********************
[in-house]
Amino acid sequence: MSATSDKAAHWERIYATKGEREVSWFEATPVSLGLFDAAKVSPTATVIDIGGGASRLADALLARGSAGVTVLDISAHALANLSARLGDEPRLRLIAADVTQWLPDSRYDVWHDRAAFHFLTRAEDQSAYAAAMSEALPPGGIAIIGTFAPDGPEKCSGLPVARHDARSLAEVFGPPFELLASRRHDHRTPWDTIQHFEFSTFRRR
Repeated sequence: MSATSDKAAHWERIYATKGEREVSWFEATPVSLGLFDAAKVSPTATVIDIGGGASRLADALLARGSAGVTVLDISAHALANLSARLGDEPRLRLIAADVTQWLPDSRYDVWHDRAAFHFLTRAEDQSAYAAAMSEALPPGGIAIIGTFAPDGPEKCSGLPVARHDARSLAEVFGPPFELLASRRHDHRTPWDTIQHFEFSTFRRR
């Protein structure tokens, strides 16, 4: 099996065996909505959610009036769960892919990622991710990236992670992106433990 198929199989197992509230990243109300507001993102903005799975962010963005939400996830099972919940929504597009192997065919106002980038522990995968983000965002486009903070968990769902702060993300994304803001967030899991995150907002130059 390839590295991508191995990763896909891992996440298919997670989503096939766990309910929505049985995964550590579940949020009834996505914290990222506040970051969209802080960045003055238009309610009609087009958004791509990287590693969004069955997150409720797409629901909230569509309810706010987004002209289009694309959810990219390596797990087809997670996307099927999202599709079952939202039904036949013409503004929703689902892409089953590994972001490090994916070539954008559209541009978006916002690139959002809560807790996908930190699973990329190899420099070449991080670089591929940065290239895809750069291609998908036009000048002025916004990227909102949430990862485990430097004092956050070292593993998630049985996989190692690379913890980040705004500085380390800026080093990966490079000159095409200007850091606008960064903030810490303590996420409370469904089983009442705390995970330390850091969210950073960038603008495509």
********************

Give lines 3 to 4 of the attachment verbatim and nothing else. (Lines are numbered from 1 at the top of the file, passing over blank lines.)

Repeated sequence: MSATSDKAAHWERIYATKGEREVSWFEATPVSLGLFDAAKVSPTATVIDIGGGASRLADALLARGSAGVTVLDISAHALANLSARLGDEPRLRLIAADVTQWLPDSRYDVWHDRAAFHFLTRAEDQSAYAAAMSEALPPGGIAIIGTFAPDGPEKCSGLPVARHDARSLAEVFGPPFELLASRRHDHRTPWDTIQHFEFSTFRRR
């Protein structure tokens, strides 16, 4: 099996065996909505959610009036769960892919990622991710990236992670992106433990 198929199989197992509230990243109300507001993102903005799975962010963005939400996830099972919940929504597009192997065919106002980038522990995968983000965002486009903070968990769902702060993300994304803001967030899991995150907002130059 390839590295991508191995990763896909891992996440298919997670989503096939766990309910929505049985995964550590579940949020009834996505914290990222506040970051969209802080960045003055238009309610009609087009958004791509990287590693969004069955997150409720797409629901909230569509309810706010987004002209289009694309959810990219390596797990087809997670996307099927999202599709079952939202039904036949013409503004929703689902892409089953590994972001490090994916070539954008559209541009978006916002690139959002809560807790996908930190699973990329190899420099070449991080670089591929940065290239895809750069291609998908036009000048002025916004990227909102949430990862485990430097004092956050070292593993998630049985996989190692690379913890980040705004500085380390800026080093990966490079000159095409200007850091606008960064903030810490303590996420409370469904089983009442705390995970330390850091969210950073960038603008495509």